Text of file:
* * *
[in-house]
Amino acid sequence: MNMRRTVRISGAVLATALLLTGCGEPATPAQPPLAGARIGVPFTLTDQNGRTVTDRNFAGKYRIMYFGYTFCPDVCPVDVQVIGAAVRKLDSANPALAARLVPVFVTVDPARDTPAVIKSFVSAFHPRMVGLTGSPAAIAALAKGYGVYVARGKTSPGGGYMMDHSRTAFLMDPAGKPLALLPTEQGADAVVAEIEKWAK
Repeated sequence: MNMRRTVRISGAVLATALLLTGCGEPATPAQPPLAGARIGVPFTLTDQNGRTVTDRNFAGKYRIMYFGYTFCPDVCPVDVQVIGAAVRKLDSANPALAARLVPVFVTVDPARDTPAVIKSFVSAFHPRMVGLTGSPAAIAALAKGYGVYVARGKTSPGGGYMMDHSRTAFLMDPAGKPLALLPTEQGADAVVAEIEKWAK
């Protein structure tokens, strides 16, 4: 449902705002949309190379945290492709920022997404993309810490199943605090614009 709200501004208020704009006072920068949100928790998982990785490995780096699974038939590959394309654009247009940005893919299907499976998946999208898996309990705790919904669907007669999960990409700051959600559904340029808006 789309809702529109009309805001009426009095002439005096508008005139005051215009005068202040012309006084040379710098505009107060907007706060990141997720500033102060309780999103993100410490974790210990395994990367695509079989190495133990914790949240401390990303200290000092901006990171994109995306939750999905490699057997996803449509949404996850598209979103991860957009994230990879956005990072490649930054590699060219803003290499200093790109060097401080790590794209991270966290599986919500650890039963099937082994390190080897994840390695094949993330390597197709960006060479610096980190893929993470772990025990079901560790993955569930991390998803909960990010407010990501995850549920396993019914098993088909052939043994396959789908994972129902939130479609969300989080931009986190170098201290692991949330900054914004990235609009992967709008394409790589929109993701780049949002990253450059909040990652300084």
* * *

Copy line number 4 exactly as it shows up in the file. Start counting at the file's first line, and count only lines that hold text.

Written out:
């Protein structure tokens, strides 16, 4: 449902705002949309190379945290492709920022997404993309810490199943605090614009 709200501004208020704009006072920068949100928790998982990785490995780096699974038939590959394309654009247009940005893919299907499976998946999208898996309990705790919904669907007669999960990409700051959600559904340029808006 789309809702529109009309805001009426009095002439005096508008005139005051215009005068202040012309006084040379710098505009107060907007706060990141997720500033102060309780999103993100410490974790210990395994990367695509079989190495133990914790949240401390990303200290000092901006990171994109995306939750999905490699057997996803449509949404996850598209979103991860957009994230990879956005990072490649930054590699060219803003290499200093790109060097401080790590794209991270966290599986919500650890039963099937082994390190080897994840390695094949993330390597197709960006060479610096980190893929993470772990025990079901560790993955569930991390998803909960990010407010990501995850549920396993019914098993088909052939043994396959789908994972129902939130479609969300989080931009986190170098201290692991949330900054914004990235609009992967709008394409790589929109993701780049949002990253450059909040990652300084």